Sidebar: Other limits may apply to the contribution amount. For example, a highly compensated employee may be limited depending on the extent to which rank-and-file employees participate in the plan. Your employer must advise you in writing of any limits that may apply to you.

Contributions are made on a pre-tax basis, which means the money comes out of your paycheck before your income is taxed. This reduces your overall taxable income and defers tax on the contributions (and earnings) until you withdraw the money at retirement.

Employers usually give employees a limited number of investment choices in which to put their 401(k) funds. The average plan has 15 options, but they can range from 8 to 20.

Depending on your company's plan, you may be able to borrow money from your 401(k) account and make hardship withdrawals. If you leave your job, you can take your 401(k) funds with you by rolling them over into another 401(k) or an IRA.

You can begin to make withdrawals from your 401(k) account at age 59, at which time, the distributions are taxed as ordinary income.

What are "403b plans"?

A 403b plan works just like a 401(k) plan. Only employees of eligible non-profit organizations, such as schools and hospitals, can contribute to a 403b.

What tax-deferred retirement plans are available for small businesses and self-employed workers?

  • SEP-IRA (Simplified Employee Pension)

A SEP-IRA is a tax-deferred retirement plan used by small businesses that do not have any other retirement plan. The employer makes contributions to the SEP-IRA for the employees. Self-employed workers can contribute to their own SEP-IRA.

An employer can contribute up to 25 percent of the employee's compensation or $42,000 in 2005, whichever is less, to each employee's account. Employers are not required to make a contribution every year and the amount they contribute can vary each year.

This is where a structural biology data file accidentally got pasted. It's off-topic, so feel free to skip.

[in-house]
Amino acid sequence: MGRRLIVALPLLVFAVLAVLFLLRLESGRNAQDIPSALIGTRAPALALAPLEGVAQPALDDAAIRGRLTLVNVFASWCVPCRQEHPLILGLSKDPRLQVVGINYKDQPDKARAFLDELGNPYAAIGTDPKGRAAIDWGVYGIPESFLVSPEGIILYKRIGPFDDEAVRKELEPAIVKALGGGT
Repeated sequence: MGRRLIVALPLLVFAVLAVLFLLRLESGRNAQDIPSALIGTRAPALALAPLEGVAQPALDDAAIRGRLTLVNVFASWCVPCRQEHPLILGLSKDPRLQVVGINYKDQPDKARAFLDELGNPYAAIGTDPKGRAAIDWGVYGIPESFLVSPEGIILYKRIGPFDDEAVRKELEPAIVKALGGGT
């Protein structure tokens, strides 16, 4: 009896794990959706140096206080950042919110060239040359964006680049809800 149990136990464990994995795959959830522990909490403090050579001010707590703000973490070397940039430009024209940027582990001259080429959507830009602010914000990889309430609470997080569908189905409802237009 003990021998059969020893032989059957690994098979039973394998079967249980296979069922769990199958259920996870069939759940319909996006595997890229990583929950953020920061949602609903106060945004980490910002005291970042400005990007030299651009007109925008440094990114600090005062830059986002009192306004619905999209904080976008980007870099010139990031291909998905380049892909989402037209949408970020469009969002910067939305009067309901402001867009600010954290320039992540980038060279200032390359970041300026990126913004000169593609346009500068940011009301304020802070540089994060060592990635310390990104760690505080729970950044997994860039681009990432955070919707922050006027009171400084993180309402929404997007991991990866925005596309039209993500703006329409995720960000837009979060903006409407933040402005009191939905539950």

Contributions and earnings grow tax-deferred. Upon withdrawal, the distributions are taxed as ordinary income. If you make withdrawals before age 59, you must pay a 10 percent tax penalty.

  • Simple IRA (Savings Incentive Match Plans for Employees)

A Simple IRA is also a tax-deferred retirement plan used by small businesses that do not have any other retirement plan. Simple IRAs can be established by small businesses with 100 employees or less. With this plan, contributions are made by both the employee and the employer.

Employees can contribute up to a maximum of $10,000 annually starting in 2005, and the employer matches the contribution up to 3 percent of total compensation. Employees get to decide how to invest the money, and they get to keep the accounts when they change jobs.

Contributions are made on a pre-tax basis, which reduces your taxable income, and the contributions and earnings grow tax-deferred. Upon withdrawal, the distributions are taxed as ordinary income. If you make withdrawals before age 59, you must pay a tax penalty.

  • Keogh plans

Self-employed workers can establish Keogh plans as their retirement savings program. Keogh plans allow you to save more money than in a Simple IRA. In order to use a Keogh, your business must be unincorporated-that is, a sole proprietorship or partnership.

There are two different types of Keogh plans:

  • Money purchase plans. You can contribute $40,000 or 25 percent of your income, whichever is less, to a money purchase plan. But you must contribute the same amount every year, regardless of how much you made.
  • Profit-sharing plans. Contributions to profit sharing-plans can vary from year to year from 0 to 20 percent of your income, but no more than $40,000.

Contributions are made on a pre-tax basis, which reduces your taxable income, and the contributions and earnings grow tax-deferred. Upon withdrawal, the distributions are taxed as ordinary income. If you make withdrawals before age 59, you must pay a 10 percent tax penalty.

What are "IRAs"?